Still, he kept coming back to the fray, running in his shorts and sneakers and calling attention to his causes.

He found an ally in Palawan bishop Pedro Arigo and was entertaining thoughts of settling in the province for good when a new-found friend, broadcaster and fellow environmental activist Gerry Ortega, was shot and killed in early 2011.

“Gerry was a passionate man, a passionate husband, a loving and encouraging father who was also passionate about his advocacies,” he said.

After Ortega was murdered in January 2011, Fr Robert, along with Bishop Arigo, counseled the victim’s family to help Gerry’s wife Patty and her children cope spiritually with the death of their loved one.

He ran on several occasions to drum up the family’s demand for the case against the former governor to be brought to court. This was after the Department of Justice initially dismissed the Ortega family complaint against Joel Reyes and his alleged cohorts.

On the occasion of Gerry Ortega’s 49th birthday this year and before he packs up for the convent, Fr Robert  said he will do a solo run into the homes and offices of 49 individuals around Puerto Princesa City to collect donations and pledges that will go to a legal fund for the Ortega murder case or as part of the increasing bounty for the arrest of ex-Gov Reyes.

“I will be away for at least a year. I know that Bishop Arigo is amused and concerned about whether I can live that life. But I know I can,” he said in a sermon last Saturday, April 21, in a mass he celebrated with Arigo at the Ortega residence on the occasion of Patty’s birthday.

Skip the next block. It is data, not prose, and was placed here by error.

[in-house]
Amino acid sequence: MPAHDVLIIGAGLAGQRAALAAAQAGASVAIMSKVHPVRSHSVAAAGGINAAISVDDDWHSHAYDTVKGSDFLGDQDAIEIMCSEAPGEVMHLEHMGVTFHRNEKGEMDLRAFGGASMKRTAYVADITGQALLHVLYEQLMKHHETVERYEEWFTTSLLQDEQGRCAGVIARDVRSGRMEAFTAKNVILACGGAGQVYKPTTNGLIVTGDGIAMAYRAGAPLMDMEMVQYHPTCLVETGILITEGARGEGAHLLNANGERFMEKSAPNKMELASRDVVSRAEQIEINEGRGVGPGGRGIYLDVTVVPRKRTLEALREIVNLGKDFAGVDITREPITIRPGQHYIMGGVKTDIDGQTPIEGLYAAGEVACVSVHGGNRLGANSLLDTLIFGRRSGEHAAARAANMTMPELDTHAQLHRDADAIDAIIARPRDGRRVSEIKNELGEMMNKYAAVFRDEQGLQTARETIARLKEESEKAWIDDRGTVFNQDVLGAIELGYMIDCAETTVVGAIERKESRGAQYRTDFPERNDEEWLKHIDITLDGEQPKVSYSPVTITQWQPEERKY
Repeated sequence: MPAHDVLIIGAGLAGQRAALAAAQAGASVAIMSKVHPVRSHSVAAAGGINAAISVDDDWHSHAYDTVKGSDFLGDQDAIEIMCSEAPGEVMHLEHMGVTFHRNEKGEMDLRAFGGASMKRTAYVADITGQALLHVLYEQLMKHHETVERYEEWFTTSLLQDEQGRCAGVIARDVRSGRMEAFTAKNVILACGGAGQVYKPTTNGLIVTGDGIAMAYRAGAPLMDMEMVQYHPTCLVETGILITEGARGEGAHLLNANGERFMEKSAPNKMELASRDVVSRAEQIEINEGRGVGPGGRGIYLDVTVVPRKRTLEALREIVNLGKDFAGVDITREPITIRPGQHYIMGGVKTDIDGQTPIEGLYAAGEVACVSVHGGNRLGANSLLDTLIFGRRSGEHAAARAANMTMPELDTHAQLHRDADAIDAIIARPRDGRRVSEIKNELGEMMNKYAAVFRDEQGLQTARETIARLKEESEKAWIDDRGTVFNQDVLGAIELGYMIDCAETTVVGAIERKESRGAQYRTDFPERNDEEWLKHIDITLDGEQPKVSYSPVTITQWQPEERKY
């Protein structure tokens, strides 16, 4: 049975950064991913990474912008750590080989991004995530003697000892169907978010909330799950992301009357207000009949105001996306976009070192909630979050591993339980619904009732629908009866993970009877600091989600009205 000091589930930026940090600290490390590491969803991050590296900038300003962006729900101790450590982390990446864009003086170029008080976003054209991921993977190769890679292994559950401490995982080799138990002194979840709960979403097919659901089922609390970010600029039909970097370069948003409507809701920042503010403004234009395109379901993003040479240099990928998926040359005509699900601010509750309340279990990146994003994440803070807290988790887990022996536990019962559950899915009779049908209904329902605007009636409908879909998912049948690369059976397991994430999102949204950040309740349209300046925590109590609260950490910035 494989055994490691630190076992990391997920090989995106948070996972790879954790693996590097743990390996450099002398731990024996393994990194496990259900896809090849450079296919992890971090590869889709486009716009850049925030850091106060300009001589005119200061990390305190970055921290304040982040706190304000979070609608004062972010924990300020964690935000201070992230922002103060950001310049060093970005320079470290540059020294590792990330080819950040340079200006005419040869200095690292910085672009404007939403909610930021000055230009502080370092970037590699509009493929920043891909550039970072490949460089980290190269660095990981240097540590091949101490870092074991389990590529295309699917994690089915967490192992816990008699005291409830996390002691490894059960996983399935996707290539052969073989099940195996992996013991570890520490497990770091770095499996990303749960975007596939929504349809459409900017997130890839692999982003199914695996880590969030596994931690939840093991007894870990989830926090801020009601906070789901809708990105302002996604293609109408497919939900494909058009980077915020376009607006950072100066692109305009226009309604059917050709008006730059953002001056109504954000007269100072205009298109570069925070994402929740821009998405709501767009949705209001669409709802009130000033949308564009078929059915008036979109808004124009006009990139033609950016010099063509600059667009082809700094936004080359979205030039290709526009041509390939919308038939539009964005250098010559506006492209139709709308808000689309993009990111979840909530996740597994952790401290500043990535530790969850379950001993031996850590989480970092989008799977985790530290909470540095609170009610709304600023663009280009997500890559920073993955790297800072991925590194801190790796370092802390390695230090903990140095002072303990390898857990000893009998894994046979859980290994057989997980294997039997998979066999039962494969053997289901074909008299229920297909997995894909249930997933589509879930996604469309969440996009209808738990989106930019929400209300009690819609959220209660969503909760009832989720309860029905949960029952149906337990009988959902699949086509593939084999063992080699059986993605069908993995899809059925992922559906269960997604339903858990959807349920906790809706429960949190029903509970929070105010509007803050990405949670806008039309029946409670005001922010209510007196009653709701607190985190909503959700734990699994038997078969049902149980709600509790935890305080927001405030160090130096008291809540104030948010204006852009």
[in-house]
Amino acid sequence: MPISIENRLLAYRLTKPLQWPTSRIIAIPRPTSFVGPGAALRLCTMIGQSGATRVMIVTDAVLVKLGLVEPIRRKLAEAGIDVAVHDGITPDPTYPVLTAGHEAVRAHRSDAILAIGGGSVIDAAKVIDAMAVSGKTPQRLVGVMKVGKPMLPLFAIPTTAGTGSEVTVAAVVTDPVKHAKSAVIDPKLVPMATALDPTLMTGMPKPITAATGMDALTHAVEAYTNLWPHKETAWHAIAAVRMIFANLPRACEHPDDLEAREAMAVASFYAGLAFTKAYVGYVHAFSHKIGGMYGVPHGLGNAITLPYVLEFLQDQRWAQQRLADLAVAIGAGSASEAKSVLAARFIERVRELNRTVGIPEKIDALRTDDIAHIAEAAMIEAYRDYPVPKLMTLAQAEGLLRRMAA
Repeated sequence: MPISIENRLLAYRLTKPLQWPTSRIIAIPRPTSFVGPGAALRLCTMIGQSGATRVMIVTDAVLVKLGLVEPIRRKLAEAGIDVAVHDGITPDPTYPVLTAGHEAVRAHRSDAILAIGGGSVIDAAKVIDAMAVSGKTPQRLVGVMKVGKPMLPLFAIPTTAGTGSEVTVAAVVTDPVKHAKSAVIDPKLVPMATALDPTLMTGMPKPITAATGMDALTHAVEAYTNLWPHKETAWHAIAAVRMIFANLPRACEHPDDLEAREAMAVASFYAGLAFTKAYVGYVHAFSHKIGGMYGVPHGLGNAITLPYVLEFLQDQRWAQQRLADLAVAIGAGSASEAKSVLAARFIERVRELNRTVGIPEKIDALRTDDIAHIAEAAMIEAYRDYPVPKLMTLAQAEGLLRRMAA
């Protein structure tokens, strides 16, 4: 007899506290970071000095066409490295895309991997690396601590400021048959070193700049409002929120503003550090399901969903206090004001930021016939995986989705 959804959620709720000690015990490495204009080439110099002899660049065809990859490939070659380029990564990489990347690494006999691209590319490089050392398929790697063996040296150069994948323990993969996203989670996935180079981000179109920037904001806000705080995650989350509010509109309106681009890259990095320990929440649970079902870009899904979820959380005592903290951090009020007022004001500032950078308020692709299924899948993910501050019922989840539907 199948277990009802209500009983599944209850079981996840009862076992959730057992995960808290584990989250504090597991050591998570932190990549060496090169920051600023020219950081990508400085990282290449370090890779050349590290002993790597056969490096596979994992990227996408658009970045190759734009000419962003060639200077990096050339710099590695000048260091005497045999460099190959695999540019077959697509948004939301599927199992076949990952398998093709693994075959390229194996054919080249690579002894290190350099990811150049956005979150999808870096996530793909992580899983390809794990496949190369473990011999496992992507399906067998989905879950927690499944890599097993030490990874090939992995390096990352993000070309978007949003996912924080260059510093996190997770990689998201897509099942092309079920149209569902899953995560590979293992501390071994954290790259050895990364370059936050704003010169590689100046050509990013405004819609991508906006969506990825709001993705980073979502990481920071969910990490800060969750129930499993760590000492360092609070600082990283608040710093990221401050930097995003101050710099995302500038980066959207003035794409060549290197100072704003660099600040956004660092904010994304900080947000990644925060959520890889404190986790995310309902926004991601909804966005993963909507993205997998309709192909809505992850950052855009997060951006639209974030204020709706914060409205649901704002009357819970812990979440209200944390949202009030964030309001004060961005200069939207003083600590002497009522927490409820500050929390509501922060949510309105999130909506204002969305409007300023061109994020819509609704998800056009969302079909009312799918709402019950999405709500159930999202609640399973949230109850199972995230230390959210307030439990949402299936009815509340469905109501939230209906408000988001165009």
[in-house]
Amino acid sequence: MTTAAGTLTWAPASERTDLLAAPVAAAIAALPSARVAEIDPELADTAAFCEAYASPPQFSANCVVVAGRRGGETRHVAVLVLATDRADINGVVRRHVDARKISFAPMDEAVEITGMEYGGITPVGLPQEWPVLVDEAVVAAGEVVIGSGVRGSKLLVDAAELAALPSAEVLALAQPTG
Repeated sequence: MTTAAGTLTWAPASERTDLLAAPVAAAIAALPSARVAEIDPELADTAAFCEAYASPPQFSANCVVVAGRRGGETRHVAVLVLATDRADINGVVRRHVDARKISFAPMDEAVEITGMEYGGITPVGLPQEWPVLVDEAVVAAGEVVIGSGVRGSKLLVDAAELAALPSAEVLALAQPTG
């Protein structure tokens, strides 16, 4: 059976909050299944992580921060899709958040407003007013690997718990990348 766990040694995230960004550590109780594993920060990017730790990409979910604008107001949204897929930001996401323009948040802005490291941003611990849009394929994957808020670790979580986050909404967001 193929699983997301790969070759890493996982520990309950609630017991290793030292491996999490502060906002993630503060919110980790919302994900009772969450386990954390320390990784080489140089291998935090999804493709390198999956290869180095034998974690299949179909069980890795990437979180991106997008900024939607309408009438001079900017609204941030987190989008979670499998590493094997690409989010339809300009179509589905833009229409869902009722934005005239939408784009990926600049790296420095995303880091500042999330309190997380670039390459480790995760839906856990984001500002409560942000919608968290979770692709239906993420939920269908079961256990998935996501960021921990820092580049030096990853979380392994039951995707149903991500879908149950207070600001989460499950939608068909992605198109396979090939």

Stealing the show

Fr Robert earned his tag from the mainstream media which dubbed him “the running priest” when he led protest rallies during the 1995 Asia-Pacific Economic Conference meetings in Subic, Olongapo.

At the height of the Estrada presidency, he stole the show from the wedding of the President’s daughter Jackie to Beaver Lopez, showing up with his “Kariton ni Maria” outside the Manila Cathedral where the grand ceremony was taking place.

“I didn’t intend to disrupt the wedding. I was just trying to make a statement that Erap’s ‘jeep’ was all a lie to create an appeal to the masses,” he said. The media went to town with the story.

Palawan interlude

The Church could not figure out a way to shut him off from political controversies.

An interlude of living in Palawan got him to seriously consider becoming a novice.

“Palawan was my first real immersion in an environment that was truly still pristine, and it reinforced my belief that a priest cannot separate his commitment to God’s kingdom [from his] active involvement in environmental issues,” he said.

He added that the religious congregation he is joining is not conservative. “The founder of this order was deeply immersed in the preservation of nature. I’m sure my novitiate will teach me what I have discovered first as a child, which is the love for nature,” he said. –

Photos of Fr. Robert Reyes doing a fund raising run in Puerto Princesa City today (Tuesday). With him (on blue shirt) is Joaquin Ortega the son of murdered Palawan journalist Gerry Ortega. Photo by: Elmer Badilla